by Caroline Gallup
Jessica Kingsley, 2007
Review by Minna Forsell on Jul 1st 2008
"We've opened up this baby-shaped hole in our lives. We have explored what it should look like, feel like, to be parents. How do we ever close that hole again and carry on as before?" writes Caroline Gallup in the beginning of chapter 14, at the end of her book about infertility and fertility treatment. The wish to get pregnant, the pain of wanting but not succeeding, the doubts and the not knowing what is right or when to stop trying -- this is what Making Babies the Hard Way is about. It is the depiction of a physical, emotional, social and economical challenge that most people never experience and few expect to face. For those for whom pregnancy isn't easily achieved, however, a psychologically demanding process begins.
It is a personal book, describing the efforts and the personal sacrifices inherent in the struggle to have a child without being able to conceive the easy way. The story about the Gallups' journey through fertility treatment is told mainly from Caroline's point of view, with occasional passages written by Bruce. Friends, family, acquaintances and health care professionals are also part of the picture, painted from Caroline's perspective. Misunderstandings between patient and doctor, the problems arising between the Gallups' and their close ones, the crises in the couple's relationship, and the importance of Caroline's spiritual faith are all clearly illustrated throughout the text.
The narrative is easy to read. Based on diaries, it fuses the chronologically depicted practicalities of going to the doctor's, getting reactions from family and friends, making decisions about trying sperm donation etc., with Caroline's internal process filled with private questions directed to the self, such as "what if this doesn't work?" "Have I the courage to stop?" Of course there are passages in the book where one has other questions than those Caroline poses, and other passages where one gets curious about how other people understand the situation. However, it is certainly one of the book's great strengths that it is mainly Caroline's own, uninterrupted story.
To read the book felt to me like being an outsider who is gently being allowed to partake in a private pilgrimage over rough terrain. The hardships are numerous and intense, but even when the journey seems hopeless, the spirited guidance provided by Caroline Gallup makes visible all the treasures to be experienced along the way. Sorrow, disappointment, anger and doubt is there, but so is inevitably courage, love, friendship, faith and lessons to be learnt. To feel the strength that grows between the two, their love of life and their acceptance of how it turns out for them, is uplifting. For this reason, I believe this book can doubtlessly be read as self-help literature for anyone facing infertility and treatment.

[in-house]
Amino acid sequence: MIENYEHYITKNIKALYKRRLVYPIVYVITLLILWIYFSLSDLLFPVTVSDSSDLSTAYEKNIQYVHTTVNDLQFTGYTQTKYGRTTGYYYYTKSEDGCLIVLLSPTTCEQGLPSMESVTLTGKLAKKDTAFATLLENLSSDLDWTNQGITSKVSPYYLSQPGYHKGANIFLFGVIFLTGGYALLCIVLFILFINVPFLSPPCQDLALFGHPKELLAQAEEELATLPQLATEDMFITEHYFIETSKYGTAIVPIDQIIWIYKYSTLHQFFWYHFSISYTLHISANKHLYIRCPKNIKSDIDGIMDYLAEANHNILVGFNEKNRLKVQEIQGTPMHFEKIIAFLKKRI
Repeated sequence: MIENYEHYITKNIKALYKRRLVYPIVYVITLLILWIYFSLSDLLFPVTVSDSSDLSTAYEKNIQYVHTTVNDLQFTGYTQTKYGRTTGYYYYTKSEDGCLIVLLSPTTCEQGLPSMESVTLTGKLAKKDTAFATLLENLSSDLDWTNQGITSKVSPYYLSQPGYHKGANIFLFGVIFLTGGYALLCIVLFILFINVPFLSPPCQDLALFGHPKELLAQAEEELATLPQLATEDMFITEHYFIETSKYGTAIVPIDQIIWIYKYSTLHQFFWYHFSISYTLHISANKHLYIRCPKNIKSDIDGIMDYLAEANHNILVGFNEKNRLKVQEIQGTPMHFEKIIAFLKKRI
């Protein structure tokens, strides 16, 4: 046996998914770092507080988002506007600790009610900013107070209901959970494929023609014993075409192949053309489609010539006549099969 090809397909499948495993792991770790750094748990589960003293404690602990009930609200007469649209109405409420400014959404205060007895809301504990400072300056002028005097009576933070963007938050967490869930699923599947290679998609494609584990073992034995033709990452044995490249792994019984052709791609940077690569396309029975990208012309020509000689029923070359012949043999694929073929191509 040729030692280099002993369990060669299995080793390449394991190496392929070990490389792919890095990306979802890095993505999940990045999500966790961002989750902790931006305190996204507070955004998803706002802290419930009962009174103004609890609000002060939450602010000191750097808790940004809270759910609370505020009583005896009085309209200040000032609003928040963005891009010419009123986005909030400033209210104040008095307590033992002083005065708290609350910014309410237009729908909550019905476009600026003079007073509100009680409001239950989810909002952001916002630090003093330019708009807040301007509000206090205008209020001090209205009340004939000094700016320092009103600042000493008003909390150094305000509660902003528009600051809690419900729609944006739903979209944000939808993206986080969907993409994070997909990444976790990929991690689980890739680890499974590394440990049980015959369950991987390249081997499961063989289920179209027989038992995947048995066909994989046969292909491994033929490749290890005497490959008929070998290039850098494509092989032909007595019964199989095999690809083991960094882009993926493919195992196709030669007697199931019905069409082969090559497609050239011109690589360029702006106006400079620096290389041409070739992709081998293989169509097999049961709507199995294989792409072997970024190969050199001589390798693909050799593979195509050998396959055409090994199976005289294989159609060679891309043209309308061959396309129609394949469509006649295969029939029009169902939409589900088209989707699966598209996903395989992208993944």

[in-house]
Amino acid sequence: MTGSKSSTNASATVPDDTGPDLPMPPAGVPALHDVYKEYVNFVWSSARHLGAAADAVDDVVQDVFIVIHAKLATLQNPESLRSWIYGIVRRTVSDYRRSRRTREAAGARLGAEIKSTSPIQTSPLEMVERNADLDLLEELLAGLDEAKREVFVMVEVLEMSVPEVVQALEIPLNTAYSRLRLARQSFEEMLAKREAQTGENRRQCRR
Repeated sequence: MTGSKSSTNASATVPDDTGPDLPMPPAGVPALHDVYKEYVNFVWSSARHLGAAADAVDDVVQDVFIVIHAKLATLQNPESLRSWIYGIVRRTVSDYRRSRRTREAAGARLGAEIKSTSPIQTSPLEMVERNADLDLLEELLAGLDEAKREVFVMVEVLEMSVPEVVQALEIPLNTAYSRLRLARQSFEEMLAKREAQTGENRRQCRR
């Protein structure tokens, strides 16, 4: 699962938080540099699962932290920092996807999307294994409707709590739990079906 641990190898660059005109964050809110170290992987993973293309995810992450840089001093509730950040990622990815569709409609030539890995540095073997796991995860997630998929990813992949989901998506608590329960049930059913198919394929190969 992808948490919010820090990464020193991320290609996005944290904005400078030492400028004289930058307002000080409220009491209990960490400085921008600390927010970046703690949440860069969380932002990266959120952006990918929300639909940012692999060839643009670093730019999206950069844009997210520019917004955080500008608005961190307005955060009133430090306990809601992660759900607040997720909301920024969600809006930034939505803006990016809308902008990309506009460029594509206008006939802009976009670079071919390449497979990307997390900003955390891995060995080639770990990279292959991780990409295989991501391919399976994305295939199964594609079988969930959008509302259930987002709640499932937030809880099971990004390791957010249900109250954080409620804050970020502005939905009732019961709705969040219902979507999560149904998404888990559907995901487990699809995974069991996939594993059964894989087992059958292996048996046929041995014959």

The self-help function applies not only to people directly affected by infertility, but also to their entourage. Having a friend in the same situation as Caroline Gallup while reading Making Babies the Hard Way, I found the book to be a comfort and a source of courage. It is not uncommon that people in the Gallups' situation, for different reasons, do not want to talk about what they are going through. As a friend, to be left on the outside of this process can leave you feeling shut out and without the possibility to give support, and even if you are trusted with your friends' story, you may not be sure how to give support in a way that is helpful. Making Babies the Hard Way gave me useful insights about the feelings, questions and states of mind that couples in the Gallups' situation may experience. I thank Caroline Gallup for that.
© 2008 Minna Forsell
Minna Forsell is a psychologist, recently graduated from the University of Stockholm. She currently works in a psychiatric health care center in Volda, Western Norway.